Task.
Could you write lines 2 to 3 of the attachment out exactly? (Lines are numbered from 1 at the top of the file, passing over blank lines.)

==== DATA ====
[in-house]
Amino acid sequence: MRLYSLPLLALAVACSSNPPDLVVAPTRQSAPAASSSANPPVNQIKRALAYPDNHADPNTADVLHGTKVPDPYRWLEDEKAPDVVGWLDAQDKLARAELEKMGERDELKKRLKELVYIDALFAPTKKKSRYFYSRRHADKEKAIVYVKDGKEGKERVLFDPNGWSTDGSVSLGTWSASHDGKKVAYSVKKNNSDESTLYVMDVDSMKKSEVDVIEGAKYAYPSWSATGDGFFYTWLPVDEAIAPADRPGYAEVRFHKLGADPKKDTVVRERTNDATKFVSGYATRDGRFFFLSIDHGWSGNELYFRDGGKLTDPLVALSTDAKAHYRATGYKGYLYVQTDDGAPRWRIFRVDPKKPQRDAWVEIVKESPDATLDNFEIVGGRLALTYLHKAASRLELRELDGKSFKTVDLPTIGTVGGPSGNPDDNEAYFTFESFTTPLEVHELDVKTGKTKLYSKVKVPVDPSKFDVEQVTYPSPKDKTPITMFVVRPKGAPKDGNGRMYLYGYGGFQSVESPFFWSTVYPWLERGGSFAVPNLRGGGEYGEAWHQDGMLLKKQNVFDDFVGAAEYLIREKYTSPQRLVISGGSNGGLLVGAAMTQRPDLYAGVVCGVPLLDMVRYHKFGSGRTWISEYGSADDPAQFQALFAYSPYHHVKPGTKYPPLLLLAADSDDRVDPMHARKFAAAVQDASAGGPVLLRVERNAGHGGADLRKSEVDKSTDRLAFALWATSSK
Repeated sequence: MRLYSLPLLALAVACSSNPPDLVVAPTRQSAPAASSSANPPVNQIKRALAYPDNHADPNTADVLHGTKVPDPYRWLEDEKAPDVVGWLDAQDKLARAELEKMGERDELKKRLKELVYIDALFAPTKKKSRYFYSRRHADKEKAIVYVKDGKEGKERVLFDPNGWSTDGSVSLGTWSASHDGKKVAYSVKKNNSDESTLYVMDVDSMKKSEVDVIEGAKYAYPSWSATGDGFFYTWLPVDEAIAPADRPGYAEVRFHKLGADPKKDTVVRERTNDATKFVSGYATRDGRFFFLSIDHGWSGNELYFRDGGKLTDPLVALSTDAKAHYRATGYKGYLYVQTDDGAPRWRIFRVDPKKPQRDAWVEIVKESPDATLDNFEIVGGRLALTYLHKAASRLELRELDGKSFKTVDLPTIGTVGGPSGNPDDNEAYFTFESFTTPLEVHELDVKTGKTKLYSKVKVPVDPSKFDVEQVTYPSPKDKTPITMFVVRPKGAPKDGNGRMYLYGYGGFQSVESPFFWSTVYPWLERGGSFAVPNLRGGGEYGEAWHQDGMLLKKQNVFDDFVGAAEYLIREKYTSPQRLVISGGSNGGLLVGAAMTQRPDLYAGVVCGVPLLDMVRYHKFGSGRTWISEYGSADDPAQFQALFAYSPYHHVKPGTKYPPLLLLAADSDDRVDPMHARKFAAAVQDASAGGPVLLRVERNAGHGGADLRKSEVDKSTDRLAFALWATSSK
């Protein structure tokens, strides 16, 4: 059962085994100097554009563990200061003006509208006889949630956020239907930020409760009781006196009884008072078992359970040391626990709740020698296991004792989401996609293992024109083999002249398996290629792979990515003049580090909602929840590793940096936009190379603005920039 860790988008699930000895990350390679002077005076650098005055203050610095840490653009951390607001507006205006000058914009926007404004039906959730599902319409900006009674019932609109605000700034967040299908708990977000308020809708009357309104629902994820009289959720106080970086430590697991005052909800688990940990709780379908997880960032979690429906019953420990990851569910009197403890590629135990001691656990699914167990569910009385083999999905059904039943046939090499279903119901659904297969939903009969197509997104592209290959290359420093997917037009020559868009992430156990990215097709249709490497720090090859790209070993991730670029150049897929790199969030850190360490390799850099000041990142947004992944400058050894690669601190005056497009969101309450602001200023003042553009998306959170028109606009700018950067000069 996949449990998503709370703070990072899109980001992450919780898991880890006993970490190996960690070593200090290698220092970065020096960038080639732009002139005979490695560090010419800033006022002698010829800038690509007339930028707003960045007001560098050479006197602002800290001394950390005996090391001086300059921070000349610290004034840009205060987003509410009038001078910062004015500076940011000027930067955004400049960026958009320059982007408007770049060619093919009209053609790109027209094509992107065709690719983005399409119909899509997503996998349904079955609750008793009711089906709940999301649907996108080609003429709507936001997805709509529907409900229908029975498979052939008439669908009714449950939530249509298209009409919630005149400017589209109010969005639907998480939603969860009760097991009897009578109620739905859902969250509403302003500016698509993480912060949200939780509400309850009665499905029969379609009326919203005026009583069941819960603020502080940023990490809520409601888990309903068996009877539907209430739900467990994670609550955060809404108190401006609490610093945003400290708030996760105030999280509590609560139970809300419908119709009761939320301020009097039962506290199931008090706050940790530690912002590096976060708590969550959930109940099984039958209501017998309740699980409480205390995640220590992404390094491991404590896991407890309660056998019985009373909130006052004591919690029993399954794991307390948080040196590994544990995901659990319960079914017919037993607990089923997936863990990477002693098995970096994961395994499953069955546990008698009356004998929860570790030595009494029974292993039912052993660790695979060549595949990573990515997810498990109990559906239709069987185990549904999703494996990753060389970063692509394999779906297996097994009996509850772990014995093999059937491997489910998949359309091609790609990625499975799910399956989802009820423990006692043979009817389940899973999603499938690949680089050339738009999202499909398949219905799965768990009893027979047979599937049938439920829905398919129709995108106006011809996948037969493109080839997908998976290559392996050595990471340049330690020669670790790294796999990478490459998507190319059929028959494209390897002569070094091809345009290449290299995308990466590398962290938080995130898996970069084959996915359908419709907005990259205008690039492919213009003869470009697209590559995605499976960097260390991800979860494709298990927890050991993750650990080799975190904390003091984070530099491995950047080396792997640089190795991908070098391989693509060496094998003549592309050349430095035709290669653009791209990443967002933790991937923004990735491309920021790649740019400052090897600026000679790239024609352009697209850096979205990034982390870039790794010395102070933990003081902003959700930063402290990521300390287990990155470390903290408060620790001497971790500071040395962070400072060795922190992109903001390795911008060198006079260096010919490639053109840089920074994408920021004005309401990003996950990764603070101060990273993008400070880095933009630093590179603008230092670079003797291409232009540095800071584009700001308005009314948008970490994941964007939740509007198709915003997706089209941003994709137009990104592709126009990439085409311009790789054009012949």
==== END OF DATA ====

Amino acid sequence: MRLYSLPLLALAVACSSNPPDLVVAPTRQSAPAASSSANPPVNQIKRALAYPDNHADPNTADVLHGTKVPDPYRWLEDEKAPDVVGWLDAQDKLARAELEKMGERDELKKRLKELVYIDALFAPTKKKSRYFYSRRHADKEKAIVYVKDGKEGKERVLFDPNGWSTDGSVSLGTWSASHDGKKVAYSVKKNNSDESTLYVMDVDSMKKSEVDVIEGAKYAYPSWSATGDGFFYTWLPVDEAIAPADRPGYAEVRFHKLGADPKKDTVVRERTNDATKFVSGYATRDGRFFFLSIDHGWSGNELYFRDGGKLTDPLVALSTDAKAHYRATGYKGYLYVQTDDGAPRWRIFRVDPKKPQRDAWVEIVKESPDATLDNFEIVGGRLALTYLHKAASRLELRELDGKSFKTVDLPTIGTVGGPSGNPDDNEAYFTFESFTTPLEVHELDVKTGKTKLYSKVKVPVDPSKFDVEQVTYPSPKDKTPITMFVVRPKGAPKDGNGRMYLYGYGGFQSVESPFFWSTVYPWLERGGSFAVPNLRGGGEYGEAWHQDGMLLKKQNVFDDFVGAAEYLIREKYTSPQRLVISGGSNGGLLVGAAMTQRPDLYAGVVCGVPLLDMVRYHKFGSGRTWISEYGSADDPAQFQALFAYSPYHHVKPGTKYPPLLLLAADSDDRVDPMHARKFAAAVQDASAGGPVLLRVERNAGHGGADLRKSEVDKSTDRLAFALWATSSK
Repeated sequence: MRLYSLPLLALAVACSSNPPDLVVAPTRQSAPAASSSANPPVNQIKRALAYPDNHADPNTADVLHGTKVPDPYRWLEDEKAPDVVGWLDAQDKLARAELEKMGERDELKKRLKELVYIDALFAPTKKKSRYFYSRRHADKEKAIVYVKDGKEGKERVLFDPNGWSTDGSVSLGTWSASHDGKKVAYSVKKNNSDESTLYVMDVDSMKKSEVDVIEGAKYAYPSWSATGDGFFYTWLPVDEAIAPADRPGYAEVRFHKLGADPKKDTVVRERTNDATKFVSGYATRDGRFFFLSIDHGWSGNELYFRDGGKLTDPLVALSTDAKAHYRATGYKGYLYVQTDDGAPRWRIFRVDPKKPQRDAWVEIVKESPDATLDNFEIVGGRLALTYLHKAASRLELRELDGKSFKTVDLPTIGTVGGPSGNPDDNEAYFTFESFTTPLEVHELDVKTGKTKLYSKVKVPVDPSKFDVEQVTYPSPKDKTPITMFVVRPKGAPKDGNGRMYLYGYGGFQSVESPFFWSTVYPWLERGGSFAVPNLRGGGEYGEAWHQDGMLLKKQNVFDDFVGAAEYLIREKYTSPQRLVISGGSNGGLLVGAAMTQRPDLYAGVVCGVPLLDMVRYHKFGSGRTWISEYGSADDPAQFQALFAYSPYHHVKPGTKYPPLLLLAADSDDRVDPMHARKFAAAVQDASAGGPVLLRVERNAGHGGADLRKSEVDKSTDRLAFALWATSSK